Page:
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Super service truck
The High Plains enveloping the Stoeser operation seem to stretch on forever. The family's operation reflects the land by stretching out over distances of 40 to 50 miles around Hayes, South Dakota. “When you break down out here, you're often a long way from home and even farther from a town,” explains A.J. Stoeser, who farms with father Jim, uncle Rod, and cousin Tyler. “A service truck is more than a convenience out here. It's an absolute necessity.”
Like the land they farm and ranch, the Stoesers' service truck is stretched out for work. The family created this super shop-on-wheels from a used 1995 Freightliner FLD-120. Its frame extends to accommodate a 16-foot-long service box, hydraulic crane, and 1,000-gallon tank.
Yet it's not the size of their vehicle that earned the Stoesers first place honors in the Best Service Truck category of the Top Shops® Contest. Rather, it is how well the truck's considerable assets are positioned for ready use and availability.
For example, the Stoesers strategically locate the majority of their hand and power tools, commonly used supplies, the crane, and a wealth of hose reels on the driver's side of the truck for easy access and positioning of the truck near work. Secondary supplies, backup tools, parts, and even a field kitchen reside on the opposite side.
Same price as a pickup
Thanks to some great buys on used equipment (the semi tractor, crane, and welder-generator) and homespun engineering, the Stoesers have less than the cost of a new dually heavy-duty pickup invested in the entire truck. “We even had the service body and fuel tank custom-built and still kept the cost of the truck below that,” A.J. says.
Prior to investing in the semi-turned-service truck, the Stoesers had employed a 2-ton truck outfitted with a service body. “That truck lacked space for a fuel tank, and used semi tractors were so reasonable. We get a lot more truck for our money. Plus, semi tractors have the advantage of providing a better ride and greater longevity,” A.J. says.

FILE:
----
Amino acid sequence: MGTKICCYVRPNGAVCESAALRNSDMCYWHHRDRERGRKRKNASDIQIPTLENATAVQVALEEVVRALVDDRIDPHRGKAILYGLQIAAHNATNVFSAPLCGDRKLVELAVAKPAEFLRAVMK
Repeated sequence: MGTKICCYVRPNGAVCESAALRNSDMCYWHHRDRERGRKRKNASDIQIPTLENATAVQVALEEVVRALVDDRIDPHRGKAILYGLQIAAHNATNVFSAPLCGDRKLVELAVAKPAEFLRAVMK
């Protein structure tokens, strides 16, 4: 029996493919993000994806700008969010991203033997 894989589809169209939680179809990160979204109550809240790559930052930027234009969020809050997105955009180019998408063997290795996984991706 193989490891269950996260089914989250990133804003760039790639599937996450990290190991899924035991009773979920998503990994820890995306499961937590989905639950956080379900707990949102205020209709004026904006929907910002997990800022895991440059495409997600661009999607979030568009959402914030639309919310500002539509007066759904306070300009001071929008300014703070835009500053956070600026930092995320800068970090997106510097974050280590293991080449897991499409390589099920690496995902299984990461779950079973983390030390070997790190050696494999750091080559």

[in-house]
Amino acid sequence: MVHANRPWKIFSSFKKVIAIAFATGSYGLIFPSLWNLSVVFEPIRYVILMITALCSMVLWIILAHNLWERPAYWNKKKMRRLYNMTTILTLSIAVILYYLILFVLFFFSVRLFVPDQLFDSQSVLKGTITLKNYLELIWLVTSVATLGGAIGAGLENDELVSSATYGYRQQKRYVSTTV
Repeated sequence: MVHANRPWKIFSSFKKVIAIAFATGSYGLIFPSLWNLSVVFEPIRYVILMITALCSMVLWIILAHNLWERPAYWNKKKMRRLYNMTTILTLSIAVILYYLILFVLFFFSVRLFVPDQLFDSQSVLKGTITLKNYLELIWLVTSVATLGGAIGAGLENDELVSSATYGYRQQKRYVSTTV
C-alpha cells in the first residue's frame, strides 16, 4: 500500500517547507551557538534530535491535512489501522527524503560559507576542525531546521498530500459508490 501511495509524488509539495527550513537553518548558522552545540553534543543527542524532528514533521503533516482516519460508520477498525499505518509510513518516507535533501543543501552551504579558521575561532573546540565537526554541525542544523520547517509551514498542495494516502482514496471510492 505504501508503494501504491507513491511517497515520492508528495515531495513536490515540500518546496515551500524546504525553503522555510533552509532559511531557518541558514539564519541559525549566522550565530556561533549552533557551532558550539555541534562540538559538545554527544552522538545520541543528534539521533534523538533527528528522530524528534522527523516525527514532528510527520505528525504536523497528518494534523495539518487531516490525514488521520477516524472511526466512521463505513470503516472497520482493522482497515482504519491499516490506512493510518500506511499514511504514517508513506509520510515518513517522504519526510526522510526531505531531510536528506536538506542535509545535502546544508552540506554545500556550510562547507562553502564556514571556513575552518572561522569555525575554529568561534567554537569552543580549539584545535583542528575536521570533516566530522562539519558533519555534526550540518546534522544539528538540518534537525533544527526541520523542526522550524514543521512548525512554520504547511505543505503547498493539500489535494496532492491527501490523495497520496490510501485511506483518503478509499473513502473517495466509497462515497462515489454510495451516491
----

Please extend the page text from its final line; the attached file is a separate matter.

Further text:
The primary work to stretching out their Freightliner was accomplished by a local welder who, besides adding rails to lengthen the frame, also included additional cross members for support.
Some of the truck's special features include extensive use of hose reels (described in detail on the next page) and a 1,000-gallon fuel tank. “The fuel tank is one of our favorite features,” A.J. points out. “We're always fueling up while doing maintenance, so it made sense to put a tank on this truck.”
Ease of access
Other on-board fluids include two 55-gallon tanks – one for engine oil and one for hydraulic fluid. They are nestled in the service body's center well and are positioned behind the fuel tank. What that well doesn't hold (as it traditionally does on other service trucks) is the welder-generator. Instead, the Stoesers' locate their unit on the side of the truck so that all its operating controls are within easy and immediate reach while standing on the ground.
Another unique design of the Stoeser truck is the position of the crane. Traditionally, cranes are mounted on the right-rear corner. Instead, the Stoesers locate a knuckle-style crane behind the fuel tank for better weight distribution on the truck frame. Doing so “didn't consume compartment space as corner-mounted cranes do with their framing,” A.J. explains. “We wanted as much tool storage space on that side of the truck as possible.”
The truck also includes a unique onboard kitchen in the form of a microwave. It's in the compartment above the axle on the passenger side of the truck. “We debated adding that, but we use it all the time to heat up food in the field,” A.J. says.
Find more details and video of the Stoesers' award-winning truck in the Top Shops section at www.agriculture.com.